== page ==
ANLONG VENG DISTRICT, Oddar Meanchey province – Opposition leaders Sam Rainsy and Kem Sokha called off a two-day tour of former Khmer Rouge strongholds in the northwest on Sunday after local authorities and men in plain clothes said they would block any political rallies.
Mr. Rainsy and Mr. Sokha planned to start their tour with a morning rally in Anlong Veng district, the final stronghold of the Khmer Rouge guerrillas and the resting place of Pol Pot, but canceled a journey from Siem Reap City after failing to secure guarantees of their safety.
Mr. Rainsy said by telephone from Siem Reap that talks with Interior Ministry officials had rendered guarantees only that provincial and district authorities would not prevent their entry into Anlong Veng.
“The general situation is now not good. They said there are forces not under their control and they cannot do anything,” Mr. Rainsy said.
“They can control the provincial governors and the district and commune police but not the military, the former Khmer Rouge.”
“There are a lot of rumors, so it’s better to leave,” he said.
General Khieu Sopheak, spokesman for the Interior Ministry, said that he could not comment on what Prum Sokha, a secretary of state at the ministry, had said to Mr. Rainsy in their conversation Sunday morning.
“I have no idea about his speech,” Mr. Sopheak said when asked what message the Interior Ministry had given to Mr. Rainsy.
But Mr. Sopheak did say that soldiers in the area “are the ex-Khmer Rouge.”
“The Khmer Rouge are very strong,” he said. “And that was their last stronghold.”
Less than 100 km along the road from Siem Reap to Anlong Veng, a group of about 200 men dressed in ordinary clothes clasped poles with the Cambodian national flag and loitered next to a makeshift roadblock, with officials at the gates refusing to identify themselves or their superiors.
One seized a reporter’s voice recorder and camera and returned them only on condition of an immediate departure from the roadblock, which appeared prepared to stop a large number of cars.
Pairs of uniformed soldiers with rifles also sporadically appeared along the roadside, but most sat only idly on their motorbikes. A group of military police officers sat at a provincial security headquarters about 500 meters around a bend from the roadblock of plain-clothed men.
“There is no order for us to stop any car,” said Soeun Hay, an officer stationed in front of the headquarters. “We won’t check any cars bearing state license plates, because their ranks are higher than mine.”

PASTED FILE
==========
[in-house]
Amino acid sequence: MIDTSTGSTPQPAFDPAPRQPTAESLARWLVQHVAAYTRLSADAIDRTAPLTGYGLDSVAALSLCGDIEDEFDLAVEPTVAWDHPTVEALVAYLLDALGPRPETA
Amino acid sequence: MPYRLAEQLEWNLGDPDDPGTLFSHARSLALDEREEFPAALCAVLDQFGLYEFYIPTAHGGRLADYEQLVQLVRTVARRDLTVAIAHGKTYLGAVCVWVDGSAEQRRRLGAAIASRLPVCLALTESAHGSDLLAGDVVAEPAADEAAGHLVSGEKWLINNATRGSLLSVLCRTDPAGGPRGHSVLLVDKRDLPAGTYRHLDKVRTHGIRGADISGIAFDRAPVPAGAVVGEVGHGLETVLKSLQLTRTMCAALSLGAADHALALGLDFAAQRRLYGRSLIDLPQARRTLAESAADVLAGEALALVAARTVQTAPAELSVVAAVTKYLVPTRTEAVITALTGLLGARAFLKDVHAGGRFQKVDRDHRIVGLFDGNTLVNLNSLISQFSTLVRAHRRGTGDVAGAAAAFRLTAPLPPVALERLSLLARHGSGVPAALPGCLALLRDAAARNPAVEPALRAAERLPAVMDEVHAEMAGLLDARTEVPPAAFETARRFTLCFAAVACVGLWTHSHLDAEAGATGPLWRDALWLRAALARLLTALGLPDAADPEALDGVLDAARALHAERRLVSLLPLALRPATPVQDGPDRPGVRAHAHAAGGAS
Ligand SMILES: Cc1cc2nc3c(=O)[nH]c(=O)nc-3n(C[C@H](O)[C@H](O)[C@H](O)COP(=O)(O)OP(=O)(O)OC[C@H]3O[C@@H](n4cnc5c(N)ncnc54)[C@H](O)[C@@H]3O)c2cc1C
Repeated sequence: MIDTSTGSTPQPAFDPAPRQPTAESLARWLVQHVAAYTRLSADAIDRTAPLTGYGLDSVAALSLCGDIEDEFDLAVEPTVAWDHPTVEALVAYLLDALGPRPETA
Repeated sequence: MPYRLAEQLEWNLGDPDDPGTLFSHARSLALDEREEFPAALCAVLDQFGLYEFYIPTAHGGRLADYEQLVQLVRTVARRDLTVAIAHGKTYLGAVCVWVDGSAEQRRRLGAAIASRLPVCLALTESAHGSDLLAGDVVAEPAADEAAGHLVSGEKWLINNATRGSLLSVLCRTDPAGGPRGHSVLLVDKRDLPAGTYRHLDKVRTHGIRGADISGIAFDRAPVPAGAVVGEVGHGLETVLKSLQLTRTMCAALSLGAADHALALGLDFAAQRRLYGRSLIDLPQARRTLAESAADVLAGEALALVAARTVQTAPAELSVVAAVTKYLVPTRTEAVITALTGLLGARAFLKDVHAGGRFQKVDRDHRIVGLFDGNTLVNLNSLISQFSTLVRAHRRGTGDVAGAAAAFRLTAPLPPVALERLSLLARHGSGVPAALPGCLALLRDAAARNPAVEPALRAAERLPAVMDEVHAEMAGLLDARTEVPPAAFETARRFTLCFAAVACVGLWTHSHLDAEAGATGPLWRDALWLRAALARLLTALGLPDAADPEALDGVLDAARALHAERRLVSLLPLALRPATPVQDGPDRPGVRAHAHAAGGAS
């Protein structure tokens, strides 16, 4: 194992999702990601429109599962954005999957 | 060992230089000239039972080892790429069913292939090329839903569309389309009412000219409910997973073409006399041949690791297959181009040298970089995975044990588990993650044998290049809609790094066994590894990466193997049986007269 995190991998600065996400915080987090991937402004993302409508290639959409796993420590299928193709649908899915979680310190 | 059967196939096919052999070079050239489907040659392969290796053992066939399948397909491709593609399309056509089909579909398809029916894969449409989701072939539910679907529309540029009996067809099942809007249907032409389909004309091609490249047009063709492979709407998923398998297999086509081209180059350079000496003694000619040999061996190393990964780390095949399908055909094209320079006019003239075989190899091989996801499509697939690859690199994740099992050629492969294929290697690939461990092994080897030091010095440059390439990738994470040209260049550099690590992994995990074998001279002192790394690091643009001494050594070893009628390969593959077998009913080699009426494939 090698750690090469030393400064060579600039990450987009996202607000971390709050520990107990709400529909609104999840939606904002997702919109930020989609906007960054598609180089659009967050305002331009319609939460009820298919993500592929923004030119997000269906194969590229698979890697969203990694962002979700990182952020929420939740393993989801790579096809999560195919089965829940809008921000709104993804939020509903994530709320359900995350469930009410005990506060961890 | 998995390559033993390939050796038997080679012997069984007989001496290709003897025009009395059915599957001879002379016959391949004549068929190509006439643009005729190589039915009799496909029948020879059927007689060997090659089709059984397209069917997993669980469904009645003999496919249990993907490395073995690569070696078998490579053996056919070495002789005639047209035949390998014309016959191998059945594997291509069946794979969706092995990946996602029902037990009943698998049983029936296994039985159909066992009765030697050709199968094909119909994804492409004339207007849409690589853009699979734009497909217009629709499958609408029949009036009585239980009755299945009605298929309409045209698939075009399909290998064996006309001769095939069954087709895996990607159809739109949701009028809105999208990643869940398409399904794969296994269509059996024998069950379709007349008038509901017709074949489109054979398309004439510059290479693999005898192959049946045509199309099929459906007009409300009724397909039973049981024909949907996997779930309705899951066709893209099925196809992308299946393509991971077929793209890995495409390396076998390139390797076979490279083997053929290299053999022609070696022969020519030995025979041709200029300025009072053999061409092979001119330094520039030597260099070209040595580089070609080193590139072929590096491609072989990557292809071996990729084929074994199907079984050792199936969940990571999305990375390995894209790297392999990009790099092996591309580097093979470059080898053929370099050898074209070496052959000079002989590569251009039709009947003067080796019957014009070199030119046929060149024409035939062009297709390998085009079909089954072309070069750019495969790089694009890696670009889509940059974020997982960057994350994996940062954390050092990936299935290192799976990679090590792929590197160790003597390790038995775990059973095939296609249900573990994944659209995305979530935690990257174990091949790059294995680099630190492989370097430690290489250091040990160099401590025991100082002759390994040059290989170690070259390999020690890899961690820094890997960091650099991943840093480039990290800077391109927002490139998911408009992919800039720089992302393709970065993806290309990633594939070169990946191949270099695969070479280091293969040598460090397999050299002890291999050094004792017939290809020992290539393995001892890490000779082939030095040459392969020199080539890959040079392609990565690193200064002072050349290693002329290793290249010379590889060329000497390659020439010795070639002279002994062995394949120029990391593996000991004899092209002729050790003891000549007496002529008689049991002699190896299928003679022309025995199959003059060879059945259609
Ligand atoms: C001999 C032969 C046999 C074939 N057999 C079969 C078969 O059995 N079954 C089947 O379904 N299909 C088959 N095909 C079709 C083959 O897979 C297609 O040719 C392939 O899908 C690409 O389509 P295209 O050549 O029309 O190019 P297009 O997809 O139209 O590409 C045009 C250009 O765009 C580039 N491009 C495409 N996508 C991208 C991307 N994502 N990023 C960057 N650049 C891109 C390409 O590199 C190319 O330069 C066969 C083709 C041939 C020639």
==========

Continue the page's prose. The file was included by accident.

The officer added that he was unaware of any nearby roadblocks.
“You can go in and out through this road with safety,” he said.
In Anlong Veng, district police officers, including deputy police chief So Nov, declined to say whether they could guarantee the CNRP leaders’ safety had they attempted to enter Anlong Veng.
Just a day earlier, as supporters made plans to welcome the CNRP leaders, groups of visibly drunk plain-clothed men sat on pick-up trucks in front of the police office stopping those who had come to join the rallies.
The men told reporters they had been deployed there to help police protect the town from Mr. Rainsy and Mr. Sokha.
“We prevented the CNRP coming here to cause trouble,” one said.
According to Mr. Rainsy, 10 to 15 supporters wound up leaving the province on Saturday night, worried about possible trouble.
Nhem En, the former CPP district deputy governor who defected to the opposition in March, had hoped to host Mr. Rainsy and Mr. Sokha during their visit but ended up fleeing to Siem Reap.
Mr. En, who was the photographer at the Khmer Rouge’s notorious Tuol Sleng prison in Phnom Penh under Pol Pot, saw his rental home shuttered Saturday night after trying to hang a large CNRP banner.
An official, who identified himself only as Mr. Ul, on Sunday emerged from the district administrative offices and said authorities had placed locks on Mr. En’s rented house across the road because he had attempted—against the wishes of his landlord—to install a large CNRP-branded banner on it.
By Sunday morning, officials had rolled a speaker-mounted SUV out of their district administrative office and pointed it across the street at Mr. En’s house—where his daughter tried futilely to remove the padlocks with a cleaver.
“We absolutely oppose—absolutely oppose—Kem Sokha and Sam Rainsy entering the territory of Anlong Veng, a reintegrated land where there is happiness, and development is being done by the government,” shouted a man over the speaker to a sparse group of people lingering in the area.
Though Mr. Rainsy on Friday denied that the opposition’s trip to northwest was intended to rally support among former Khmer Rouge rank-and-file, the journey to the northwest would have had the pair visit all of the major towns held by the Khmer Rouge guerrillas.
Anlong Veng, the Khmer Rouge’s final stronghold, fell to the government in December 1998 with the defection of Khieu Samphan and Nuon Chea, after prolonged negotiations and a series of military defections that year had left its strongman ruler, Khmer Rouge Defense Minister Ta Mok, without an effective army. Its last troops were reintegrated into the national army in February 1999.
The pair would have visited Banteay Meanchey province’s Malai district today, where Pol Pot’s only daughter was married in March, and Pailin province, where former Khmer Rouge Foreign Minister Ieng Sary had led the first major defection to the government in September 1996.
Mr. Rainsy’s opposition party won Pailin’s only seat at the July 1998 national election, but the victor later defected to Funcinpec.
Mr. Rainsy and Mr. Sokha would have also traveled to Battambang province’s Samlot district, which defected with Ieng Sary’s forces in 1996 before joining the Funcinpec resistance to the CPP after the factional fighting of July 1997. The forces defected again in December 1998.